Tensions between Daza and Schmitt continued to run high. Later that month, in March 2014, Daza emailed Cockrum expressing discontent with Schmitt. Daza implied that Schmitt never comes to work and even suggested that Schmitt should quit. Then Daza took issue directly with Cockrum, who had recently asked Daza to mentor another INDOT geologist in a different district. Daza alleged that Cockrum gave him this task to set him up for future bad evaluations. Daza expected that his days with INDOT were numbered.

The following month, INDOT hired T.J. Brink, a Republican City Council member, as Vincennes’s Safety Director. This hiring, Daza argues, stands in stark contrast to how INDOT treated Daza. Brink had no experience in safety, and his only professional experience was as a Director of Business Development. Yet, Fowler was "anxious" to offer Brink the position. (Appellant’s Br. at 9.) Fowler just needed to determine if there was an ethical problem with hiring a current City Council member. There was not, and Brink was hired.

Over a year later, management again took issue with Daza’s behavior. On November 22, 2015, Daza’s mother published a letter to the editor with a regional newspaper, criticizing then-Indiana Governor Pence’s position on immigration. Daza discussed this letter with Cockrum and other INDOT employees. A few days later, Brink went to Cockrum with concerns about Daza’s behavior. Brink complained that Daza checked out a respirator after being told during training not to use it. Cockrum pointed out the respirator was checked out before Daza was given this instruction. Still, Brink complained about Daza’s responses to questions during the training. Cockrum met with Daza and warned him not to further antagonize Brink.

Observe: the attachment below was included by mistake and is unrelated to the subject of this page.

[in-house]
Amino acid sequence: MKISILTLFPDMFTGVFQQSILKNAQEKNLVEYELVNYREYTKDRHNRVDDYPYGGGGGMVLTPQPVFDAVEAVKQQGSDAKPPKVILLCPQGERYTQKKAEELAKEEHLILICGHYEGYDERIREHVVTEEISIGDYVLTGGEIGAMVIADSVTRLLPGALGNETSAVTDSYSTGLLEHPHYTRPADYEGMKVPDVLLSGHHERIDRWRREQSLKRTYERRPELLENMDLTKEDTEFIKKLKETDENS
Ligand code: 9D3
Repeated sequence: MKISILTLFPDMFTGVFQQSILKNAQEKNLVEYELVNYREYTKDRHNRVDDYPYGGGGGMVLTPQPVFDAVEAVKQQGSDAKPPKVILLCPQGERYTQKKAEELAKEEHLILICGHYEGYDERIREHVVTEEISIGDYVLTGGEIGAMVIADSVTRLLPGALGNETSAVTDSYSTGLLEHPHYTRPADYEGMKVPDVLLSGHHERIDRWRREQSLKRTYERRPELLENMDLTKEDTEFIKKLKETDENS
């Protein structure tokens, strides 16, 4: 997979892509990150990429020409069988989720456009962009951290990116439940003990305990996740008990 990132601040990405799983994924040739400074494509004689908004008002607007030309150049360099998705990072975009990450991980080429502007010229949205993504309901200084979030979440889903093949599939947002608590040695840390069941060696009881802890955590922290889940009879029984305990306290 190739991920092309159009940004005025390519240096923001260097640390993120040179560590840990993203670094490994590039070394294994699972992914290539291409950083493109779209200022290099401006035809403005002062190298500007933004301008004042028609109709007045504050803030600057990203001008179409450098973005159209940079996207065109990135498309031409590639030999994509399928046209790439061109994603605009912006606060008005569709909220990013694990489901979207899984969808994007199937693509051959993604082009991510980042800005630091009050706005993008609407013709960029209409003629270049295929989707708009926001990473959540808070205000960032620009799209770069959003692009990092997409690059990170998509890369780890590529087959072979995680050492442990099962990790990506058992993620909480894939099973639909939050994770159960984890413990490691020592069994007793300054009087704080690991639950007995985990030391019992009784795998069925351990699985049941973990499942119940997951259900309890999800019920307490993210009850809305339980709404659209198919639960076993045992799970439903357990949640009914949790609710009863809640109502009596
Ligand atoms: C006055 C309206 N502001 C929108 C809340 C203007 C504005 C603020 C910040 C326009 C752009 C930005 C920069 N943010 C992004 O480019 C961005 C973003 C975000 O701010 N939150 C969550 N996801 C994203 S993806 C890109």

About a week later, on December 1, 2015, Daza attended the first day of a training class scheduled for multiple days that month. Daza alleges the trainer did not like him. The trainer did take issue with Daza’s behavior during the session. In her notes, the trainer stated that Daza refused to pay attention and closed his eyes several times, that he refused to participate in training activities, and that she heard Daza refer to part of the training as "f_ _ _ _ ing gay." The trainer’s supervisor emailed these notes to Human Resources and stated that she had concerns about Daza attending the second training class scheduled for December 9.

After receiving this information, Human Resources employees discussed with Fowler how to move forward with Daza. Human Resources Manager Daniel noted that Daza’s past behavior could be considered arrogant and insubordinate. She said that INDOT had previously terminated a different employee for a continued pattern of negative behavior. However, due to a lack of progressive discipline in Daza’s past, another employee recommended only a three-to-five-day suspension. In the same discussion,...

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2 books & journal articles
  • Weekly Case Digests September 13, 2021 September 17, 2021.